This revised application is for renewal of R01 HD23264 with a new title that reflects the evolving focus of our research program. Our goal is to understand bio-psychosocial processes associated with pediatric chronic pain with the aim of informing prevention and treatment. Youth with chronic abdominal pain (CAP) have served as a prototype in our study of pain not associated with significant medically explained pathology. These youth are thought to be at risk for functional gastrointestinal disorders (FGIDs), headache, other chronic pain disorders, and psychiatric disorders as adolescents and adults. However, no prospective studies have systematically assessed these outcomes. Additional information is needed to characterize physical, emotional, and functional outcomes of CAP, discover risk factors for adverse outcomes, and identify psychological, behavioral, and physiological factors that may influence the course of CAP from childhood to adolescence and young adulthood. This application capitalizes on our existing landmark database of more than 800 patients evaluated for CAP at ages 8 through 15 years and a similar age control group of 350 well children. Our sample presents a unique opportunity to identify predictors of long-term health and psychosocial outcomes of pediatric onset CAP for individuals in our database who will be adolescents and young adults (ages 13-28 years) at follow-up. Former study participants with pediatric onset-CAP and those previously serving as well controls will be contacted for detailed psychosocial and laboratory follow-up assessment. Thus, we will evaluate CAP patients as they pass through the """"""""age of risk"""""""" for several disorders associated with considerable impairment and health service use.
We aim to (1) examine health and functional outcomes (including diagnostic criteria for FGIDs, chronic pain disorders, and psychiatric disorders) in adolescents and adults with pediatric onset CAP compared to well controls, (2) assess the relation between baseline risk factors and long-term outcomes and, (3) as a follow-up to our diary study that linked acute stress to CAP symptoms, use laboratory methods to examine experimentally the impact of acute stressors on symptom exacerbation and physiological reactivity across CAP and well controls, and identify potential moderators of the response to stressors. Relevance of this project to public health: The study will identify characteristics of youth with CAP who are most likely to develop psychiatric disorders and chronic pain as adolescents and young adults and will suggest factors that should be addressed in prevention and treatment efforts.

Agency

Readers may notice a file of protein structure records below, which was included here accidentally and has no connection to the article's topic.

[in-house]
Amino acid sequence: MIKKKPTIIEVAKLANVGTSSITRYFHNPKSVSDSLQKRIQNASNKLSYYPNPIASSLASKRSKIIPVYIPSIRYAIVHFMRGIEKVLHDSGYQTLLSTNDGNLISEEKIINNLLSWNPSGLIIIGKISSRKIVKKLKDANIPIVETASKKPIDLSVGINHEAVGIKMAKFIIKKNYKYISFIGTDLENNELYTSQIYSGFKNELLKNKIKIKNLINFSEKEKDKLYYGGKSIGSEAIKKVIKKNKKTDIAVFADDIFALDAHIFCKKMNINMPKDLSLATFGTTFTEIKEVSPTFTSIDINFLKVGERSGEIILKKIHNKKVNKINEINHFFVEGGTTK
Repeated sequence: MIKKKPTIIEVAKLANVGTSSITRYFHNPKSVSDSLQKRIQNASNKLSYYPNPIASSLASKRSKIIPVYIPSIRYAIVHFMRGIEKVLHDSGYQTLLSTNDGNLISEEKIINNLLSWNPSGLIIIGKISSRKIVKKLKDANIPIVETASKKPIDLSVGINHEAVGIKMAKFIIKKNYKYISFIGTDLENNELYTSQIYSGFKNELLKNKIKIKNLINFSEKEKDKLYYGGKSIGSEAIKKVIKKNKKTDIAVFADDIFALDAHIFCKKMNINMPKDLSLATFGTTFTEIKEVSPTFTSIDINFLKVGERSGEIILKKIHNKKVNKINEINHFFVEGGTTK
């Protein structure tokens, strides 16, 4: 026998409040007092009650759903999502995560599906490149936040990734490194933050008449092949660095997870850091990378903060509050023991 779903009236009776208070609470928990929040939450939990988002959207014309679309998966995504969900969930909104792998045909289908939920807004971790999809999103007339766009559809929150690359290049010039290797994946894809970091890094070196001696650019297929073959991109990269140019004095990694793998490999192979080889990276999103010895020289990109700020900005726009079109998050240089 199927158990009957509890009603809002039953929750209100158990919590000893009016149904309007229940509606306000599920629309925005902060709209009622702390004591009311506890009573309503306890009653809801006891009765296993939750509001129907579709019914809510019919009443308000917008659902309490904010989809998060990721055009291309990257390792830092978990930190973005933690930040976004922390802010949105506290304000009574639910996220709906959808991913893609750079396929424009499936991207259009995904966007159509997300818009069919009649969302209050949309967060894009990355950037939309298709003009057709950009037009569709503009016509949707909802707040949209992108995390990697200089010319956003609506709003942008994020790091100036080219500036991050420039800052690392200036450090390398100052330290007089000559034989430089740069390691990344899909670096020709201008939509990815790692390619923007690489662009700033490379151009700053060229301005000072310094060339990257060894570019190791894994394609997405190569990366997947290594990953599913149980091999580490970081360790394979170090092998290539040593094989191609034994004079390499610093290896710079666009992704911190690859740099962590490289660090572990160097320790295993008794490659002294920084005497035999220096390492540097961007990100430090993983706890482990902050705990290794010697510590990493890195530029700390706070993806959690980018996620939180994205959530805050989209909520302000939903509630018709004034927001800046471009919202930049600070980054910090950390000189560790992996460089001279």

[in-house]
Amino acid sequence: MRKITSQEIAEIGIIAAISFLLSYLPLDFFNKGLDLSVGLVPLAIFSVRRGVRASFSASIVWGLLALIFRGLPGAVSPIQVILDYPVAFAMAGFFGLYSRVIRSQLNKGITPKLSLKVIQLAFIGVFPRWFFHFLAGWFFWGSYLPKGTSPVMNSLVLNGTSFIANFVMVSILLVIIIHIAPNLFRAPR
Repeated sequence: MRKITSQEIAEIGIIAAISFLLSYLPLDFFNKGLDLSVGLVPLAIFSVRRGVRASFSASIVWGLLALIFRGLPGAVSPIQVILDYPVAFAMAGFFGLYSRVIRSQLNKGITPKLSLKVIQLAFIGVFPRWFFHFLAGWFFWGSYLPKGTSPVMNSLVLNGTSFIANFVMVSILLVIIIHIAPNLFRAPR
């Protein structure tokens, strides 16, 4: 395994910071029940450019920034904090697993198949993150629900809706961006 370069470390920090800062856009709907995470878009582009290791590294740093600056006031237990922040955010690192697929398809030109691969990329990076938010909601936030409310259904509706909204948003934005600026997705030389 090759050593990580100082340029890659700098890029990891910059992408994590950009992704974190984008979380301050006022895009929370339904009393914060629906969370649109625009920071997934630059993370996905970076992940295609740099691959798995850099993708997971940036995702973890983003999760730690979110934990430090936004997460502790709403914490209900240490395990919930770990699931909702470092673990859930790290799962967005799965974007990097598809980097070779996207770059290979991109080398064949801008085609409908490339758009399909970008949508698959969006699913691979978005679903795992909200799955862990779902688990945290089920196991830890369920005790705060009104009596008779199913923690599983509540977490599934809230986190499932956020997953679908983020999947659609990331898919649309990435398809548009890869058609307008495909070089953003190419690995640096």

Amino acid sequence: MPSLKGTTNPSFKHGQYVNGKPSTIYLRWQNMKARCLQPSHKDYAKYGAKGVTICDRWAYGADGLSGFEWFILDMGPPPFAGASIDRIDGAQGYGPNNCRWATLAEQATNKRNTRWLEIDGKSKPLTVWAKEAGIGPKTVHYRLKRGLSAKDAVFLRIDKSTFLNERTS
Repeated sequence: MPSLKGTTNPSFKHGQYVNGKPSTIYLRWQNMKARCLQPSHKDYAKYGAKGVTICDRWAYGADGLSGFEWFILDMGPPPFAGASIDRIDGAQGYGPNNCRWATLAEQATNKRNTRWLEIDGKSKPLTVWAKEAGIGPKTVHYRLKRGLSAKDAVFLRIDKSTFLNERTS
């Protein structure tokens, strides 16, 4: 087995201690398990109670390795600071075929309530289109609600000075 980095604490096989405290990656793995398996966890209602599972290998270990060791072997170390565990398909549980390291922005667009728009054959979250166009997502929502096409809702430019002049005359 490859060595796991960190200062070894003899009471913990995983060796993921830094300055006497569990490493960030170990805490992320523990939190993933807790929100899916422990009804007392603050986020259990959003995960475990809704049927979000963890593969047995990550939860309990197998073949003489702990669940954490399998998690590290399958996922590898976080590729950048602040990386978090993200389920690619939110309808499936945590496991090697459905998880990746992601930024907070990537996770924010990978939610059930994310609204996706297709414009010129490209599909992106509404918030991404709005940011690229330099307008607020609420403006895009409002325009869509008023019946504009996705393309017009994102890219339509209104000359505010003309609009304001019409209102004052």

National Institute of Health (NIH)
Institute
Eunice Kennedy Shriver National Institute of Child Health & Human Development (NICHD)
Type
Research Project (R01)
Project #
5R01HD023264-20
Application #
7799195
Study Section
Special Emphasis Panel (ZRG1-RPHB-K (03))
Program Officer
Haverkos, Lynne
Project Start
1997-08-01
Project End
2012-03-31
Budget Start
2010-04-01
Budget End
2011-03-31
Support Year
20
Fiscal Year
2010
Total Cost
$455,123
Indirect Cost
Name
Vanderbilt University Medical Center
Department
Pediatrics
Type
Schools of Medicine
DUNS #
004413456
City
Nashville
State
TN
Country
United States
Zip Code
37212
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Russell, Alexandra C; Stone, Amanda L; Walker, Lynn S (2017) Nausea in Children With Functional Abdominal Pain Predicts Poor Health Outcomes in Young Adulthood. Clin Gastroenterol Hepatol 15:706-711
Stone, Amanda L; Walker, Lynn S; Laird, Kelsey T et al. (2016) Pediatric Pain Beliefs Questionnaire: Psychometric Properties of the Short Form. J Pain 17:1036-44
Laird, Kelsey T; Sherman, Amanda L; Smith, Craig A et al. (2015) Validation of the Abdominal Pain Index using a revised scoring method. J Pediatr Psychol 40:517-25
Sherman, Amanda L; Morris, Matthew C; Bruehl, Stephen et al. (2015) Heightened Temporal Summation of Pain in Patients with Functional Gastrointestinal Disorders and History of Trauma. Ann Behav Med 49:785-92
Noel, Melanie; Palermo, Tonya M; Essner, Bonnie et al. (2015) A developmental analysis of the factorial validity of the parent-report version of the Adult Responses to Children's Symptoms in children versus adolescents with chronic pain or pain-related chronic illness. J Pain 16:31-41
Laird, Kelsey T; Preacher, Kristopher J; Walker, Lynn S (2015) Attachment and adjustment in adolescents and young adults with a history of pediatric functional abdominal pain. Clin J Pain 31:152-8
Morris, Matthew C; Walker, Lynn; Bruehl, Stephen et al. (2015) Race Effects on Conditioned Pain Modulation in Youth. J Pain 16:873-80
Horst, Sara; Shelby, Grace; Anderson, Julia et al. (2014) Predicting persistence of functional abdominal pain from childhood into young adulthood. Clin Gastroenterol Hepatol 12:2026-32
Ewart, Craig K; Elder, Gavin J; Laird, Kelsey T et al. (2014) Can agonistic striving lead to unexplained illness? Implicit goals, pain tolerance, and somatic symptoms in adolescents and adults. Health Psychol 33:977-85

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